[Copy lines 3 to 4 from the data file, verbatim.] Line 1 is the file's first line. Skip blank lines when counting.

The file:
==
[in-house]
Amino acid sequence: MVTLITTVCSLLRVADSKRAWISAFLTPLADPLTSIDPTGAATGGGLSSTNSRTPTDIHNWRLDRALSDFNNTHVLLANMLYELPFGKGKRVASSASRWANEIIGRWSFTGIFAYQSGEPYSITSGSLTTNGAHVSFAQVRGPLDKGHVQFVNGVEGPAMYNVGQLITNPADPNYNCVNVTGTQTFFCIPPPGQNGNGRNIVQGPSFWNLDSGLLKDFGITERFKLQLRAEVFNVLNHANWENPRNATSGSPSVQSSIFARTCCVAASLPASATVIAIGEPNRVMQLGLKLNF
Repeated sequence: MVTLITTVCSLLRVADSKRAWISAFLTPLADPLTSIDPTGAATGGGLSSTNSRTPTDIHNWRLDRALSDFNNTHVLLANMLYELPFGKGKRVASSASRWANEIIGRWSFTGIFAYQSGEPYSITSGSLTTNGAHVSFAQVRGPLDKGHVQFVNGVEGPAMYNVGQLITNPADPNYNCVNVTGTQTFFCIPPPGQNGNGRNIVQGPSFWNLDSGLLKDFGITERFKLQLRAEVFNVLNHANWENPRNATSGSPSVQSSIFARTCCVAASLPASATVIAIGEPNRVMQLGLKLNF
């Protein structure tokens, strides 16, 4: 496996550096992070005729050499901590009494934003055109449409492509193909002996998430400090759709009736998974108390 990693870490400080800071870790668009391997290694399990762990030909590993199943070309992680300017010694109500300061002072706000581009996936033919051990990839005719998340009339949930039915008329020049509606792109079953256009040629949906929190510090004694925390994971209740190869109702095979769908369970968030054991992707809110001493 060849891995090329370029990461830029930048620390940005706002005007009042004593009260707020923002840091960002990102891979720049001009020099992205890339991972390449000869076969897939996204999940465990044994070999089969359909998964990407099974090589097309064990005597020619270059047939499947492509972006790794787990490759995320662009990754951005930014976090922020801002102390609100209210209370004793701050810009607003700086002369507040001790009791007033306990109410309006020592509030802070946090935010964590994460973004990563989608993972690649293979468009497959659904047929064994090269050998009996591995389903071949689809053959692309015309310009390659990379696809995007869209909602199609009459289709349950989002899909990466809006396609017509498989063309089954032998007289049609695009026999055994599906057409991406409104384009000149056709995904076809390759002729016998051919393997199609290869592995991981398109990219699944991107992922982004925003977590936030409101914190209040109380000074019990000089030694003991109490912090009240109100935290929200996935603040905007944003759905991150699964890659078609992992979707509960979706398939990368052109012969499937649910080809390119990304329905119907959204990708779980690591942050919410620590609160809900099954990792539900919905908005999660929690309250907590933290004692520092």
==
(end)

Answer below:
Repeated sequence: MVTLITTVCSLLRVADSKRAWISAFLTPLADPLTSIDPTGAATGGGLSSTNSRTPTDIHNWRLDRALSDFNNTHVLLANMLYELPFGKGKRVASSASRWANEIIGRWSFTGIFAYQSGEPYSITSGSLTTNGAHVSFAQVRGPLDKGHVQFVNGVEGPAMYNVGQLITNPADPNYNCVNVTGTQTFFCIPPPGQNGNGRNIVQGPSFWNLDSGLLKDFGITERFKLQLRAEVFNVLNHANWENPRNATSGSPSVQSSIFARTCCVAASLPASATVIAIGEPNRVMQLGLKLNF
């Protein structure tokens, strides 16, 4: 496996550096992070005729050499901590009494934003055109449409492509193909002996998430400090759709009736998974108390 990693870490400080800071870790668009391997290694399990762990030909590993199943070309992680300017010694109500300061002072706000581009996936033919051990990839005719998340009339949930039915008329020049509606792109079953256009040629949906929190510090004694925390994971209740190869109702095979769908369970968030054991992707809110001493 060849891995090329370029990461830029930048620390940005706002005007009042004593009260707020923002840091960002990102891979720049001009020099992205890339991972390449000869076969897939996204999940465990044994070999089969359909998964990407099974090589097309064990005597020619270059047939499947492509972006790794787990490759995320662009990754951005930014976090922020801002102390609100209210209370004793701050810009607003700086002369507040001790009791007033306990109410309006020592509030802070946090935010964590994460973004990563989608993972690649293979468009497959659904047929064994090269050998009996591995389903071949689809053959692309015309310009390659990379696809995007869209909602199609009459289709349950989002899909990466809006396609017509498989063309089954032998007289049609695009026999055994599906057409991406409104384009000149056709995904076809390759002729016998051919393997199609290869592995991981398109990219699944991107992922982004925003977590936030409101914190209040109380000074019990000089030694003991109490912090009240109100935290929200996935603040905007944003759905991150699964890659078609992992979707509960979706398939990368052109012969499937649910080809390119990304329905119907959204990708779980690591942050919410620590609160809900099954990792539900919905908005999660929690309250907590933290004692520092």